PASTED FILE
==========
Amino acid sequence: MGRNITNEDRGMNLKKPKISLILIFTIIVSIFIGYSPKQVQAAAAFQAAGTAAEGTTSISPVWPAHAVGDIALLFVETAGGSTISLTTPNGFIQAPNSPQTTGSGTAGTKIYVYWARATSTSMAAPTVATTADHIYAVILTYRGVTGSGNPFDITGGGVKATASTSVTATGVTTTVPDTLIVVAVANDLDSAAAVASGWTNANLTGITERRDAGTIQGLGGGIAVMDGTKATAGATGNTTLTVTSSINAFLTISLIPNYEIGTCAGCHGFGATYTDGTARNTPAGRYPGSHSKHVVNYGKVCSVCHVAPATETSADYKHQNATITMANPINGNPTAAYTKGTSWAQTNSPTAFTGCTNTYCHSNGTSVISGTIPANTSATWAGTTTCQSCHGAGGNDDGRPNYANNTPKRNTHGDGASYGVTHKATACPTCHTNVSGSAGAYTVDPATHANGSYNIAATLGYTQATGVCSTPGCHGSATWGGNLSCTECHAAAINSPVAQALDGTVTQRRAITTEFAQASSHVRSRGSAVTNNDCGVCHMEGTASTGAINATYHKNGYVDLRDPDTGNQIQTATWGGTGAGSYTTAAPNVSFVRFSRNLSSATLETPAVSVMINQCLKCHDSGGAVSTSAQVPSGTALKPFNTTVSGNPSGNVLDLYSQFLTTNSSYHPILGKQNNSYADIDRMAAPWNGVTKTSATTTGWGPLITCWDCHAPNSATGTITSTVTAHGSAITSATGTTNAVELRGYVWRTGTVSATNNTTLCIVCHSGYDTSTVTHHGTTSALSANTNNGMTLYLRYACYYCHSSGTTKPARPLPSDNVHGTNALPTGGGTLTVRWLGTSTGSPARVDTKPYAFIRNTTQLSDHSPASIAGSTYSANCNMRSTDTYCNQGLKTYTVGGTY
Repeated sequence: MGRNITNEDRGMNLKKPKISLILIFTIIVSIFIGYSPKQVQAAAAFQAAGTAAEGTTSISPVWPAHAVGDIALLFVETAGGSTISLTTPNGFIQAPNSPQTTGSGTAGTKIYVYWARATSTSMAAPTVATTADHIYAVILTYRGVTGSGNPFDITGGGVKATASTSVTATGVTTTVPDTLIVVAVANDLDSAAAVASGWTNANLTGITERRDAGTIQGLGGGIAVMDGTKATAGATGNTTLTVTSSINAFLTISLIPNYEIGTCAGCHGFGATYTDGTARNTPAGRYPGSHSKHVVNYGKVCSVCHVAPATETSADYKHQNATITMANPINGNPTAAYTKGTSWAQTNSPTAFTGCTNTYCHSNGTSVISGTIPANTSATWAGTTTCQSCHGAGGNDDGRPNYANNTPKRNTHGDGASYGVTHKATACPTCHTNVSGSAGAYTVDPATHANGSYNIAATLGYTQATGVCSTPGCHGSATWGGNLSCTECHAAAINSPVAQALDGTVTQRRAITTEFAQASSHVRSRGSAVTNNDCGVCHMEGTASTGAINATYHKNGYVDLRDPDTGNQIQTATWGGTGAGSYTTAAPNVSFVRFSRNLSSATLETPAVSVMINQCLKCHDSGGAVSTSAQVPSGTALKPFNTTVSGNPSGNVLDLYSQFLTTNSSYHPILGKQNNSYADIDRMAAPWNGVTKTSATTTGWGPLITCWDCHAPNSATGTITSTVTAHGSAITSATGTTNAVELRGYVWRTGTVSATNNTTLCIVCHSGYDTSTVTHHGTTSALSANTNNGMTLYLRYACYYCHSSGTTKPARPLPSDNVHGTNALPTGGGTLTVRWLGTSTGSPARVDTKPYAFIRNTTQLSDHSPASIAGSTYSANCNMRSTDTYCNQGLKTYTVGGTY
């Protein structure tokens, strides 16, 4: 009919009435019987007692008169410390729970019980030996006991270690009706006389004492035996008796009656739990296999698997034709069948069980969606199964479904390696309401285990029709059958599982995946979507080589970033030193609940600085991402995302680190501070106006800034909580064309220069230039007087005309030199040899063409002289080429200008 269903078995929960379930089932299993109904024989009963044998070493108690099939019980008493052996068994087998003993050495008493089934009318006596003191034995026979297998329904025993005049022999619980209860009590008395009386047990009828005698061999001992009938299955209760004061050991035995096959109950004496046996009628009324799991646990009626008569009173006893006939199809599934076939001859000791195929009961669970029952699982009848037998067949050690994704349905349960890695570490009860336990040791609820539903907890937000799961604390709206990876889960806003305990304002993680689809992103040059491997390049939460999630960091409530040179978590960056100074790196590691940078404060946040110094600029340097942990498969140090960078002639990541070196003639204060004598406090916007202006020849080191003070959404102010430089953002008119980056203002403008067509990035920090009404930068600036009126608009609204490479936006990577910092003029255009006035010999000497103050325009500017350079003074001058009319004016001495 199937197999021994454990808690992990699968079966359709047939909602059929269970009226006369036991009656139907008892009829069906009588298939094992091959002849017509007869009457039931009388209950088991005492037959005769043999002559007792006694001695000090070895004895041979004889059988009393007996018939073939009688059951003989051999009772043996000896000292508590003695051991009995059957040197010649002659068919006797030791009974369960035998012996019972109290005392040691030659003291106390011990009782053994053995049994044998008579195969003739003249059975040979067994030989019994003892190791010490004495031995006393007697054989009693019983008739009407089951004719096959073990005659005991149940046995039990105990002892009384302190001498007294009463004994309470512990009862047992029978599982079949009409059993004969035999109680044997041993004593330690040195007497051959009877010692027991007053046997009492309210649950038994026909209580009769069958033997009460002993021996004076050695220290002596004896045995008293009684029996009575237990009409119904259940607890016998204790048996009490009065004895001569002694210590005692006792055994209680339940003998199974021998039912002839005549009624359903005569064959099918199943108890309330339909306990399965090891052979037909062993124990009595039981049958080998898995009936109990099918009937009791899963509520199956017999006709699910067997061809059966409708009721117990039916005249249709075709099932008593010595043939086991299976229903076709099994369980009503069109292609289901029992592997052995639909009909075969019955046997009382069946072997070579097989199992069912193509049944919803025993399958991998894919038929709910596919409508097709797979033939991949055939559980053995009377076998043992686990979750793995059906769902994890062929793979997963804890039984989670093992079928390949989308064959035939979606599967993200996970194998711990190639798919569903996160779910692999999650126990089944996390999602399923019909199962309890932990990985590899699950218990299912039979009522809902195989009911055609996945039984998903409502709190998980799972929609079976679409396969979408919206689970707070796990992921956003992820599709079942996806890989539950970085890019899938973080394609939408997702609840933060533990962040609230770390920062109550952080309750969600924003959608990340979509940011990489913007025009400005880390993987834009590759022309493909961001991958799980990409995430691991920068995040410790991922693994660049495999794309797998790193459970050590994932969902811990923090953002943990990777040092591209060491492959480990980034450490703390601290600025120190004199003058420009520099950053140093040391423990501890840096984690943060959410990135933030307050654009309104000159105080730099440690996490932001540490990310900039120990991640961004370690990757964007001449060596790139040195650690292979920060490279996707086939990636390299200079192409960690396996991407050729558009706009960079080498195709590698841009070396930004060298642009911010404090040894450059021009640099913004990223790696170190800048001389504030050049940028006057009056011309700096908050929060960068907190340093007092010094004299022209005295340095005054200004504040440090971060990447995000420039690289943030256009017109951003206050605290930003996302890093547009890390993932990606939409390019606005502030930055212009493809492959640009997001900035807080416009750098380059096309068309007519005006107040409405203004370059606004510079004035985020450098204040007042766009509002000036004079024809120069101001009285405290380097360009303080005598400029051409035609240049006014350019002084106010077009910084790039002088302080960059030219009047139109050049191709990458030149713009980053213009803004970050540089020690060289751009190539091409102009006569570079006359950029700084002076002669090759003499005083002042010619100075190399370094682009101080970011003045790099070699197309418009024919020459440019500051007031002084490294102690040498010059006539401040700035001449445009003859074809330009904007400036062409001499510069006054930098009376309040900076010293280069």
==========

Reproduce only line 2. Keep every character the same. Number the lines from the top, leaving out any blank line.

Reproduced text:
Repeated sequence: MGRNITNEDRGMNLKKPKISLILIFTIIVSIFIGYSPKQVQAAAAFQAAGTAAEGTTSISPVWPAHAVGDIALLFVETAGGSTISLTTPNGFIQAPNSPQTTGSGTAGTKIYVYWARATSTSMAAPTVATTADHIYAVILTYRGVTGSGNPFDITGGGVKATASTSVTATGVTTTVPDTLIVVAVANDLDSAAAVASGWTNANLTGITERRDAGTIQGLGGGIAVMDGTKATAGATGNTTLTVTSSINAFLTISLIPNYEIGTCAGCHGFGATYTDGTARNTPAGRYPGSHSKHVVNYGKVCSVCHVAPATETSADYKHQNATITMANPINGNPTAAYTKGTSWAQTNSPTAFTGCTNTYCHSNGTSVISGTIPANTSATWAGTTTCQSCHGAGGNDDGRPNYANNTPKRNTHGDGASYGVTHKATACPTCHTNVSGSAGAYTVDPATHANGSYNIAATLGYTQATGVCSTPGCHGSATWGGNLSCTECHAAAINSPVAQALDGTVTQRRAITTEFAQASSHVRSRGSAVTNNDCGVCHMEGTASTGAINATYHKNGYVDLRDPDTGNQIQTATWGGTGAGSYTTAAPNVSFVRFSRNLSSATLETPAVSVMINQCLKCHDSGGAVSTSAQVPSGTALKPFNTTVSGNPSGNVLDLYSQFLTTNSSYHPILGKQNNSYADIDRMAAPWNGVTKTSATTTGWGPLITCWDCHAPNSATGTITSTVTAHGSAITSATGTTNAVELRGYVWRTGTVSATNNTTLCIVCHSGYDTSTVTHHGTTSALSANTNNGMTLYLRYACYYCHSSGTTKPARPLPSDNVHGTNALPTGGGTLTVRWLGTSTGSPARVDTKPYAFIRNTTQLSDHSPASIAGSTYSANCNMRSTDTYCNQGLKTYTVGGTY